I have lived 52 years on this planet come April, and I have never witnessed something like this before. Excuse me if I choke a bit and lose my train of thought.

What we have here is an unprecedented occasion where major law enforcement players believe the White house has been compromised by Vladimir Putin through Donald Trump.

At the same time you have major Republican figures like Mitch McConnell and Leslie Graham collaborating with Trump to push their own political agendas knowing the controversy that surrounds him (Trump).

Nothing, apparently, not even the suggestion of the highest office in the land being compromised by foreign powers can discourage the self aggrandizing right wing figures from taking advantage of the chaos and distraction that Trump's presidency dictates.

It is profoundly disgusting to witness the current Republican leadership opportunistically pushing forth their agendas while everyone seems to be distracted by the scandal that is Donald Trump.

Two things come to mind: first, this President is no doubt a traitor to this country and a Benedict Arnold.

Second, there are GOP leaders who will suffer the indignities of all collaborators throughout history, the end of their careers if they are lucky. Being dragged into the street by an angry mob if they are not lucky.

My great hope is the latter.

Garett Bell
Downey

Letter to the Editor: U.S. intervention in Venezuela

Dear Editor:

Much has been said about the US intervening in Venezuela to restore democracy in that country. While this is very laudable, it is a misguided effort.

If we are serious about expelling socialism from this continent, we should restore democracy in Cuba. This would be easier since we already have a military base there.

Cuba has been the effective exporter of socialism to Latin America since 1960 when Fidel Castro consolidated his power in Cuba. Sixty years later, the Castro dynasty continues in Cuba and we have never done anything to eradicate it.

Once Cuba is no longer socialist, Nicolás Maduro in Venezuela will not have the services of their intelligence apparatus to spy on their own people. Their military “advisors” will have to return to Cuba and so will all the “experts” that Cuba has exported to its satellites countries to maintain vigil over their population.

If we are going to intervene in the name of democracy, let’s do it where it will be more effective. Let’s get rid of the Castros’ pernicious influence in Latin America once and for all.

Jorge Montero
Downey

Letter to the Editor: Breastfeeding policy

Dear Editor:

Congratulations to the Downey Unified School District for receiving an A from the California Women’s Law Center for its policies protecting the rights of lactating students and employees.

These policies are not just an investment in the employees and students—it is an investment in their children, and in our future. Breastfeeding has been proven to contribute greatly to public health. It is the safest, most nutritious food for babies and can provide lifelong health benefits. Breastfeeding has also been proven to be a healthy choice for mothers, lowering their rates of breast cancer and other diseases. It is environmentally sustainable and is affordable for all mothers.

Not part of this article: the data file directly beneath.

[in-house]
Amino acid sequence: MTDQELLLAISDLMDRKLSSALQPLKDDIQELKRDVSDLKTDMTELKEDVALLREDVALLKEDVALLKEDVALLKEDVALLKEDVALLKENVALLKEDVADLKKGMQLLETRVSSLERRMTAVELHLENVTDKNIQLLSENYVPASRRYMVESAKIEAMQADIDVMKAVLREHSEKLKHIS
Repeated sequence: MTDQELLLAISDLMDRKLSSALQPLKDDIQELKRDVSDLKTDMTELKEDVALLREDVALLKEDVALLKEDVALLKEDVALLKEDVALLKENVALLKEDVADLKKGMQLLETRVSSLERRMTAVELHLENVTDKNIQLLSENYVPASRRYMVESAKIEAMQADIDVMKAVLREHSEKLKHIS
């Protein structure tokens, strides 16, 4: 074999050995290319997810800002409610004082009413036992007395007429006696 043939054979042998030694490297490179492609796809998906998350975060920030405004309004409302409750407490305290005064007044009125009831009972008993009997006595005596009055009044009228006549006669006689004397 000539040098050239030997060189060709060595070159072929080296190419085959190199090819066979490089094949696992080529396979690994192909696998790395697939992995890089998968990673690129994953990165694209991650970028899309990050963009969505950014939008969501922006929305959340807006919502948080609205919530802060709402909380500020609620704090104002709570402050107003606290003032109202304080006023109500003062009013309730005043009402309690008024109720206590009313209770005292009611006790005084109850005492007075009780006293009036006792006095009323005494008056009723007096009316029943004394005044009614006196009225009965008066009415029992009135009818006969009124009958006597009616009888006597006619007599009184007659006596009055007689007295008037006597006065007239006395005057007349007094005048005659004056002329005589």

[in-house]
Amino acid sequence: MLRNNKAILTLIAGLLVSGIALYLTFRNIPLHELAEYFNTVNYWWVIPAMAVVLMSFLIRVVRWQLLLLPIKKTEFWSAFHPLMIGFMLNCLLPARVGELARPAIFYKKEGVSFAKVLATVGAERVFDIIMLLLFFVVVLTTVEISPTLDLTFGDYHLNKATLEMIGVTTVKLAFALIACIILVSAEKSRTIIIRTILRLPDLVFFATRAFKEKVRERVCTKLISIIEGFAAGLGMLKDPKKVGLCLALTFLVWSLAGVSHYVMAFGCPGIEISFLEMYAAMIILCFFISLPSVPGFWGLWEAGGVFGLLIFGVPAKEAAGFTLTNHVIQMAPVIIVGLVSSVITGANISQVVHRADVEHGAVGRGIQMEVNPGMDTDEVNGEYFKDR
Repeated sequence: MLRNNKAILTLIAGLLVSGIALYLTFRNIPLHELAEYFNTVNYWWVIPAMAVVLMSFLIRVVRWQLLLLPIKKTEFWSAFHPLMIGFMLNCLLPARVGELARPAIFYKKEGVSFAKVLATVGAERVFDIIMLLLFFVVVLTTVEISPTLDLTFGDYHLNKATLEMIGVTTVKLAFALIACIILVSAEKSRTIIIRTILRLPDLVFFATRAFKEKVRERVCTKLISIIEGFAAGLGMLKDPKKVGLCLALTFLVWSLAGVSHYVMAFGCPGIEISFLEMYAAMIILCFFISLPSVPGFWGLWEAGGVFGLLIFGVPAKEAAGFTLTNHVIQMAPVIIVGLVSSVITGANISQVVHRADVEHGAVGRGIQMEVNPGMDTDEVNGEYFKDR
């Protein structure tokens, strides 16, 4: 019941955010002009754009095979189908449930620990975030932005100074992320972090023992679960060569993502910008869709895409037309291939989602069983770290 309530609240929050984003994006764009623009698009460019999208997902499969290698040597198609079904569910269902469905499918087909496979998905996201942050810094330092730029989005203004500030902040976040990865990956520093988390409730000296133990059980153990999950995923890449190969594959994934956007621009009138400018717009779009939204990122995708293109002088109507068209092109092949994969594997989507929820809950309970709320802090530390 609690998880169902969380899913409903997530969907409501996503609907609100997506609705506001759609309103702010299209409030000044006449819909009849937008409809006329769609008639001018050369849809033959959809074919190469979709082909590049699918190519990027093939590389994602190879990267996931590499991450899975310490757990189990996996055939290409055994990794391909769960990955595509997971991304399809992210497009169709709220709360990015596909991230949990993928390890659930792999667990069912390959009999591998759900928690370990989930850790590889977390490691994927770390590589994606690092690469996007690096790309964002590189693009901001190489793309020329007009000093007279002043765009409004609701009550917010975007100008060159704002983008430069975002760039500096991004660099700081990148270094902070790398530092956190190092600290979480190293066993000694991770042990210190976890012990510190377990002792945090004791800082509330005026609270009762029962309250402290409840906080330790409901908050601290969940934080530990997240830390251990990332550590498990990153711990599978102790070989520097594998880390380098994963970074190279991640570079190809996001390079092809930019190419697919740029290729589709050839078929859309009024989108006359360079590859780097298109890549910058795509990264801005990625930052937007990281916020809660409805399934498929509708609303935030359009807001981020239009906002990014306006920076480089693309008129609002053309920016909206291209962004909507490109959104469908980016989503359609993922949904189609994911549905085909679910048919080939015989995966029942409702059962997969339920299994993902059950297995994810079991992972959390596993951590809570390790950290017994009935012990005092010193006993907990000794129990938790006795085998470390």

But breastfeeding is not something a student can pursue as hobby—after school or just on the weekends. A lactating woman must express her milk every couple of hours or she will be at risk for infection and the eventual cessation of breastfeeding. So when a teen makes the decision to breastfeed her baby, she is making a very adult decision. She is making a big commitment that is not without sacrifice. She is investing her time and energy in not only the health of her child, but also in the relationship and bond that will lead to a well-rounded and successful older child and adult. By providing the necessary accommodations, DUSD is living up to its Character Counts motto that we all see around our great city.

In just three short years, DUSD improved their grade from a ‘D’ to an ‘A.’ In DUSD today, a teenager who finds herself pregnant might choose not to have an abortion, or she might not drop out of high school, seeing that she can still possibly finish high school and be the mother she envisions herself being. It’s not an easy path, but mothers are phenomenally good multi-takers. And when it seems doable, more teen mothers will take that path.

Supporting these students is a really smart move on the part of DUSD. It is a policy to not further marginalize individuals who are already somewhat marginalized. With this new policy, DUSD benefits all of us as well.

Lana Joy Wahlquist
Downey

The author is an accredited leader with La Leche League of Downey.

Letter to the Editor: Rio San Gabriel principal and staff

Dear Editor:

As one of the many grandparents who drop off their grandkids at Rio San Gabriel Elementary, I want to “shout from the rooftops” about the incredibly hardworking and loving teachers, principal and staff at this school.

As I sit comfortably warm and dry in my car, certain teachers rush to my car (every car) with an umbrella to shield my grandson from the pouring rain and walk him to the safety of the covered walkway.

Thank you for leading and teaching with your hearts - everyday, rain or shine!

Joan Heisler
Downey

How patience plays a role in local news coverage

Let me start off by saying this: I love my job at the Downey Patriot; I am not complaining.